Editor’s note: This article is based on a summary of several articles from La Izquierda Diario, the Argentinian sister newspaper of Left Voice. They are the result of collective elaborations by the national leadership of the Partido de Trabajadores Socialistas (“Party of Socialist Workers,” PTS), which were published here, here, and here, among others.
Since taking office last month, Javier Milei, the new far-right president of Argentina, has announced a series of economic proposals and attacks on basic democratic rights that, if implemented, will devastate the working class. In response, labor unions and the Left have called for a general strike on January 24. The Partido de los Trabajadores Socialistas (PTS), the sister organization of Left Voice in Argentina, is calling for the working class to take the general strike into its own hands to defeat these proposals and the entire neolibertarian regime.
Among the new proposals are changes to more than 300 laws that would weaken labor unions, limit democratic rights, repress protest through a set of new “security protocols,” and allow for the further modification of legislation without the approval of the Argentinian congress. These proposals reveal the Bonapartist nature of the new regime, which is already attempting to rule by decree and seeking even greater power for itself in the process.
Now, the government has sent a so-called “Omnibus Law” to the congress to be debated during the month of January. The Omnibus Law includes an extraordinary “delegation of powers” that would effectively remove legislative oversight of the congress while eliminating proportional representation (and therefore, all smaller oppositional parties) in the legislature. Several blocs within the ruling class itself have already voiced their opposition to the boldest aspects of the law, such as the practically unrestricted delegation of powers.
The situation has already increased social discontent and criticism of the government. Surveys show that the majority of the population thinks the country is going “in the wrong direction” and the new government’s approval rating is quickly falling. The demonstrations in front of the national courts on Wednesday, December 27, called by the CGT (Central General de Trabajadores, the most important trade union in Argentina) exceeded all expectations of their bureaucratic organizers by bringing together 20,000 people during the workday. The call for a national strike and street demonstrations on January 24 is a response to this change of mood in broad sectors of the working class, as well as to the divisions among the bourgeoisie itself.
Even many of those who voted for Milei are becoming dissatisfied and critical of the government, although the majority of the 56 percent of voters who voted for him say they are still “waiting to see the results.” Media outlets like Clarín, La Nación and Infobae — Milei-friendly outlets — are calling for patience with the government while criticizing the CGT for organizing the “fastest strike in history,” as if Milei’s agenda were not an enormous attack on working people and other sectors.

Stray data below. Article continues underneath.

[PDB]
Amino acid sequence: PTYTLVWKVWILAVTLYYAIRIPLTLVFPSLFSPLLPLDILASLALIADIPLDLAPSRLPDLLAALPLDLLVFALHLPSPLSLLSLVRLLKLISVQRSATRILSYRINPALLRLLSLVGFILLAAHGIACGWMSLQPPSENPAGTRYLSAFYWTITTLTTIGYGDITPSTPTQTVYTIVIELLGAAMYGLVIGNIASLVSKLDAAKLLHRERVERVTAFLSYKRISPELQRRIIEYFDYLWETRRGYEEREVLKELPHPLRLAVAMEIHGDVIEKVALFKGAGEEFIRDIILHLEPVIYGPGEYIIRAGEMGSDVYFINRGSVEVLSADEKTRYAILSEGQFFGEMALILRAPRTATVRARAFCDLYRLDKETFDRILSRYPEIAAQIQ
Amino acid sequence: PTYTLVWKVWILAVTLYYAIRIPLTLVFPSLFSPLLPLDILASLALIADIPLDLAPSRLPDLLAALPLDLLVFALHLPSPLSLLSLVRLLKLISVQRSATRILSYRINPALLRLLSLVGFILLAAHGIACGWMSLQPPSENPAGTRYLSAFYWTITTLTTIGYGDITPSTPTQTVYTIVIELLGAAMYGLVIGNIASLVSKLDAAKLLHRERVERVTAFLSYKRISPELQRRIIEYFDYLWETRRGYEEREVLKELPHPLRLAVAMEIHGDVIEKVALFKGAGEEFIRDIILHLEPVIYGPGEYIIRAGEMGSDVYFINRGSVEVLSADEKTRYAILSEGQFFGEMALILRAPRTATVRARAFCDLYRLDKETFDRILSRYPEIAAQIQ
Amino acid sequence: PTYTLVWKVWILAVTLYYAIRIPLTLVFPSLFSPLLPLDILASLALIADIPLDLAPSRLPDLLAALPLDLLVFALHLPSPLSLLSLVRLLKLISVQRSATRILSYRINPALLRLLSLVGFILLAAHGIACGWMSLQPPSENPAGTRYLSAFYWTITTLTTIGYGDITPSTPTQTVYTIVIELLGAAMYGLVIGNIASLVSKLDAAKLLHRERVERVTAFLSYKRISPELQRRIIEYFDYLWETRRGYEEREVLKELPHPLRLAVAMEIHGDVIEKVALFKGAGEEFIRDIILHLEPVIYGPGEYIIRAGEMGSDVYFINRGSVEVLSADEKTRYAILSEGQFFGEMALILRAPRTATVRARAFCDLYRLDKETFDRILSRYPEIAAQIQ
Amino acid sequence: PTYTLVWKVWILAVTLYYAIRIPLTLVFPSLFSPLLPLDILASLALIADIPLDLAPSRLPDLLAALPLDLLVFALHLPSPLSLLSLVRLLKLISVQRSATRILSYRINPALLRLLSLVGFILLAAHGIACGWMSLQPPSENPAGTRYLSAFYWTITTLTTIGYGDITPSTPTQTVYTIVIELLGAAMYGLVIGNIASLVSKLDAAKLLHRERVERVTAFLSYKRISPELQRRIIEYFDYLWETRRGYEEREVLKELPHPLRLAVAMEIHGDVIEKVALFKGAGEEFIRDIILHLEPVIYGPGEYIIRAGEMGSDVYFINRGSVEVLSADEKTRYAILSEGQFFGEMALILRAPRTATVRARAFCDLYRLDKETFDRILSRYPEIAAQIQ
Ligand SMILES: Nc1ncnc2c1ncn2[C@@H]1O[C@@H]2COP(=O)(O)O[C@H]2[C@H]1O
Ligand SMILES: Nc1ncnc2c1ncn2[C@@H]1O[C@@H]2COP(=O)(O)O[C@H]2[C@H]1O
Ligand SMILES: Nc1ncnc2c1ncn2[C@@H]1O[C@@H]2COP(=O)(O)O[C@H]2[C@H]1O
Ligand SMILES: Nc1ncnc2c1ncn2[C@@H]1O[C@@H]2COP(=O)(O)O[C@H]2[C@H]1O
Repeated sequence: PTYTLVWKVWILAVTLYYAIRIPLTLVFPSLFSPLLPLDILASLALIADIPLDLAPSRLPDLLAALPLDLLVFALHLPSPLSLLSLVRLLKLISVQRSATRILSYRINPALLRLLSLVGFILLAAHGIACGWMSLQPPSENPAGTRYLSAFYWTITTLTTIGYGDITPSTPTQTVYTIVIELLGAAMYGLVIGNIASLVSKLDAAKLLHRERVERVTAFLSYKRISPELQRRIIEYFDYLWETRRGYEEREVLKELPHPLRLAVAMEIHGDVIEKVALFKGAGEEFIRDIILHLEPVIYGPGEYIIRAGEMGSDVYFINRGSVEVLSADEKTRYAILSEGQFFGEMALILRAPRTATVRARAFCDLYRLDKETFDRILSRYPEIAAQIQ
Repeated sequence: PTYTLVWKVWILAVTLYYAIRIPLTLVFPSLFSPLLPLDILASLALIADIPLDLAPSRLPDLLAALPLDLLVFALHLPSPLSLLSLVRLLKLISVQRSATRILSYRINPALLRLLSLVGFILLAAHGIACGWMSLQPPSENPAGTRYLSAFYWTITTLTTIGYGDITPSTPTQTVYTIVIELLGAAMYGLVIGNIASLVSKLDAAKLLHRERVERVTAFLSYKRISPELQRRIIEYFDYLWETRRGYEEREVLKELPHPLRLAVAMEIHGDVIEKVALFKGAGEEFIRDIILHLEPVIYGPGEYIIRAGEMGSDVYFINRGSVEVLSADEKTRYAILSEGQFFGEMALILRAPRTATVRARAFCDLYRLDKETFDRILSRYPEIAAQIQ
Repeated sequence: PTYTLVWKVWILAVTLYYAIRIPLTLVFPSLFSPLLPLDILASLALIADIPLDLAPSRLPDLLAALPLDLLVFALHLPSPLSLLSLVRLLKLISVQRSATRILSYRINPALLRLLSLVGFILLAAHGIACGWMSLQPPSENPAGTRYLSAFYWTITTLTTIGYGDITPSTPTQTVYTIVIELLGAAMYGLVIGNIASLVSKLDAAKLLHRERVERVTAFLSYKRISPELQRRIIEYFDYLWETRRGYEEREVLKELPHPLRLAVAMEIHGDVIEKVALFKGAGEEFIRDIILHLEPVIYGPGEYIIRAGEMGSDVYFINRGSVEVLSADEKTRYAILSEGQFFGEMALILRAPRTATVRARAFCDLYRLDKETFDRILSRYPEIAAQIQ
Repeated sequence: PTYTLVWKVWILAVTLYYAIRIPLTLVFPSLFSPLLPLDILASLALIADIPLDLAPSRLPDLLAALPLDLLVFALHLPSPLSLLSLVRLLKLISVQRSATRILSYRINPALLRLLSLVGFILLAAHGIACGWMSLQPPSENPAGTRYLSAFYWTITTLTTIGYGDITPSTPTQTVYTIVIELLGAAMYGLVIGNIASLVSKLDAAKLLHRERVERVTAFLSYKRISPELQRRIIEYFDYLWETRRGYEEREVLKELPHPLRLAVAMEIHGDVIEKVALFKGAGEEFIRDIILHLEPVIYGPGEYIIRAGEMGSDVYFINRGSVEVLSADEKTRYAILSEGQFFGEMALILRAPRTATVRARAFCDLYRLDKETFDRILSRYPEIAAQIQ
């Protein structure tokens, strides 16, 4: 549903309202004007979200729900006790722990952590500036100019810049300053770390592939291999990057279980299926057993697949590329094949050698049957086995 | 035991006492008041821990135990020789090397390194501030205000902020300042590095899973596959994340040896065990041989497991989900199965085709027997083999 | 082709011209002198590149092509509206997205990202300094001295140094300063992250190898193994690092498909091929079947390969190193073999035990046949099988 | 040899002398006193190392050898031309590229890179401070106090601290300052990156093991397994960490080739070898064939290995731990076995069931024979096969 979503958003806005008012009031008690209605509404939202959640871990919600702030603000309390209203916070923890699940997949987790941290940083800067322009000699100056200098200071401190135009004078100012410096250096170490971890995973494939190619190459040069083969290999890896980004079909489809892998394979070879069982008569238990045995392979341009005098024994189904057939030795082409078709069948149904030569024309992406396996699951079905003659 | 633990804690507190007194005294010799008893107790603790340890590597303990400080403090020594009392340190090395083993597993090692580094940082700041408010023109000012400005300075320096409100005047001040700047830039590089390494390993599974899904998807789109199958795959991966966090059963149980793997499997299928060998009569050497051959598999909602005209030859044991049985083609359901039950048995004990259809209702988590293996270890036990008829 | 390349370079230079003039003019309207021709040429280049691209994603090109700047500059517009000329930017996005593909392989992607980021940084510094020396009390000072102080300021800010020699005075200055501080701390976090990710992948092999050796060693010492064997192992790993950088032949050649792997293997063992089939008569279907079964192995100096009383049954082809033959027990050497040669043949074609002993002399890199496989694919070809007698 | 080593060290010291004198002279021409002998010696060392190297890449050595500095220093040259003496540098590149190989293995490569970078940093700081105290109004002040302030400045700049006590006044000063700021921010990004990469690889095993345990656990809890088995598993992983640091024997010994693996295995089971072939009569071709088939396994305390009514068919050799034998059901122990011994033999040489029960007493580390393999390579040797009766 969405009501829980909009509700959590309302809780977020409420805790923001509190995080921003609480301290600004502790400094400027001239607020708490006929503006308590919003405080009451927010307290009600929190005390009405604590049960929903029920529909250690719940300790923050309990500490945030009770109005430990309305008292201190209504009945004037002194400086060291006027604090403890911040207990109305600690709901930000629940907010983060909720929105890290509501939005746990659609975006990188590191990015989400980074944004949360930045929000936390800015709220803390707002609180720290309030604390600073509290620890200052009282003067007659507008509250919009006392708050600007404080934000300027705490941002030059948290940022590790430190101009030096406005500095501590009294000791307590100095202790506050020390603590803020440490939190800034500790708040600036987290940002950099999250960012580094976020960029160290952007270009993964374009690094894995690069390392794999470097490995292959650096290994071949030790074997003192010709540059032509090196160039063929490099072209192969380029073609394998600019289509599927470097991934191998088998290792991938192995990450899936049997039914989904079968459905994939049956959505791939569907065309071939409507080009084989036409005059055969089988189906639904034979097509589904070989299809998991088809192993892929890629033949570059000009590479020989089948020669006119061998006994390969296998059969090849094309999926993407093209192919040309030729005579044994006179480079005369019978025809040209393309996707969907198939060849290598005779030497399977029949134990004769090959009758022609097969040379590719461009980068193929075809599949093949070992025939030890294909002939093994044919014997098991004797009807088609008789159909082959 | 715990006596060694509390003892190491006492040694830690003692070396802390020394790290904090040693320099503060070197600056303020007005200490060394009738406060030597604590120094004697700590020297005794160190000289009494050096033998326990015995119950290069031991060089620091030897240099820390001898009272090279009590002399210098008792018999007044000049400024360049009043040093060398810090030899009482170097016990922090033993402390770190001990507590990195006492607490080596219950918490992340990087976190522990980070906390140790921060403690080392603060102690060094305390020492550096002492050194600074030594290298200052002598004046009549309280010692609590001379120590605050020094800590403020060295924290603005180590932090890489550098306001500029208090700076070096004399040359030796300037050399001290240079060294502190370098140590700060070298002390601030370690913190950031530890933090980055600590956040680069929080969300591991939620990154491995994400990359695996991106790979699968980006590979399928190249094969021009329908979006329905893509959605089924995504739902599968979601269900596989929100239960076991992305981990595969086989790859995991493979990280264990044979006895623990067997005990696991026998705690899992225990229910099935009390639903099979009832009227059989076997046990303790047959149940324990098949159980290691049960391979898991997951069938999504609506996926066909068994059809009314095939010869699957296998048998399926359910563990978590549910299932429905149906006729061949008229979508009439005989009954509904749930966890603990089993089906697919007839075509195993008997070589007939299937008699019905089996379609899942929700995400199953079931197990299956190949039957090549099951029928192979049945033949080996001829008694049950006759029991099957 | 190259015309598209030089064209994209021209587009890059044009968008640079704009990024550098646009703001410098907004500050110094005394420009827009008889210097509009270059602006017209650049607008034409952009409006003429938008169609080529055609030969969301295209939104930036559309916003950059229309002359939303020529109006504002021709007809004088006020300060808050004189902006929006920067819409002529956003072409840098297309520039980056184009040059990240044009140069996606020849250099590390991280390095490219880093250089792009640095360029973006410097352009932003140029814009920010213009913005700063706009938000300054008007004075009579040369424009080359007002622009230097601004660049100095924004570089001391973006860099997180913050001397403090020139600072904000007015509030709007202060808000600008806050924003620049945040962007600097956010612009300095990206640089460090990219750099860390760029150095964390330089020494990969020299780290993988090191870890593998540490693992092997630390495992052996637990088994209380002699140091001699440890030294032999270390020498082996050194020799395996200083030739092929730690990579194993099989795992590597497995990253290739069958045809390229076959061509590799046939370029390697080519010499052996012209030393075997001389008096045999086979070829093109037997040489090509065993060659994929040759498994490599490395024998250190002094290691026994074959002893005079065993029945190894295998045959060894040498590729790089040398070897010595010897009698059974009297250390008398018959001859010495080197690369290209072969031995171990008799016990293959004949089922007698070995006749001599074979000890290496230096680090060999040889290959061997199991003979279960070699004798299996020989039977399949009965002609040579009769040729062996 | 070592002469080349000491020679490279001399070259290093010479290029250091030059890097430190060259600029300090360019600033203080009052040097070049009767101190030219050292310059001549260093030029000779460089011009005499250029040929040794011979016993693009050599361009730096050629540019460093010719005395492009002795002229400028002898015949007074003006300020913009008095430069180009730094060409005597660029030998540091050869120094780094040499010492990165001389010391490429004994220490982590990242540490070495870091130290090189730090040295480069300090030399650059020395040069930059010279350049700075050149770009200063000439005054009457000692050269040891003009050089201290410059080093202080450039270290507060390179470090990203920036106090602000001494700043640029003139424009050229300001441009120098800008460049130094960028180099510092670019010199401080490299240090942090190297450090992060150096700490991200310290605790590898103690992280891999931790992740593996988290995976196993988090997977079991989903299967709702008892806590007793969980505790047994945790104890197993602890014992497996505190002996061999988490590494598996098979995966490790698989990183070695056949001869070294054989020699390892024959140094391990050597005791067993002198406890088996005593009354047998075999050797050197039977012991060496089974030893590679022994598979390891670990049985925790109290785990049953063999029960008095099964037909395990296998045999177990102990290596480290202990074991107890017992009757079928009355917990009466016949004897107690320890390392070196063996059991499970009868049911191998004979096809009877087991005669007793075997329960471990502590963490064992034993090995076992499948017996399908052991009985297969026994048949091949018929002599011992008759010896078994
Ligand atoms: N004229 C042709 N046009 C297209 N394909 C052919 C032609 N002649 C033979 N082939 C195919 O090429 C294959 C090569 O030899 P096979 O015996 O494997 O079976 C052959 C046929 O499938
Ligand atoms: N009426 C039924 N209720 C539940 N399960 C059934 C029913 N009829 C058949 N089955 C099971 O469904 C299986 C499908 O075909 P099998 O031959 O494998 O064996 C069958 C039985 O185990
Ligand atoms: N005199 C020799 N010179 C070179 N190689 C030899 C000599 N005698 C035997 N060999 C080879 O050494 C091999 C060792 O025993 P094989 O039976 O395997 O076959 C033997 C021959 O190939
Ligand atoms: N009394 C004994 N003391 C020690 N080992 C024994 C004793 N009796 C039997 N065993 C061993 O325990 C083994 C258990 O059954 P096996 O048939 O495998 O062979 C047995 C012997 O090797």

We believe that the strike and demonstrations organized for January 24 will express in the streets this anger and discontent of the millions affected by inflation, recession, and the attacks on democratic rights, and that it will begin to awaken the forces that have been dormant in recent years.
Divisions in the Argentinian Bourgeoisie
Argentina’s working class is in the midst of a class war in which no side is yet well organized. If on the side of the “aggrieved” we have the union leaders ready to end the fight at the first opportunity in order to present themselves as responsible negotiators, there are many divisions on the side of the government and the bosses. The measures proposed by the government clearly benefit international finance capital and big business as a whole through harsh anti-worker attacks.
However, within the Omnibus Law, there appear more specific benefits to the international financial, mining, and oil sectors but several undesirable provisions for other business sectors, including an increase of withholdings in the automotive industry and sectors of agribusiness. It also allows for the opening of imports and new tariffs on the sugar and lemon industries, among others.
From the point of view of working people, the Omnibus Law sweeps away numerous democratic rights and historical gains of workers even as the incomes of wage earners and the self-employed are decimated by inflation. This is why it is key to organize an independent pole that strongly opposes these measures through an active strike on January 24, while rejecting the plan of the union bureaucracies to negotiate with the government for a more “moderate” austerity plan. The strike must be the first step to advance a counteroffensive that defeats Milei’s agenda as a whole: no emergency decree, no repressive security protocol, no anti-labor laws, austerity, layoffs, or fee hikes against working people.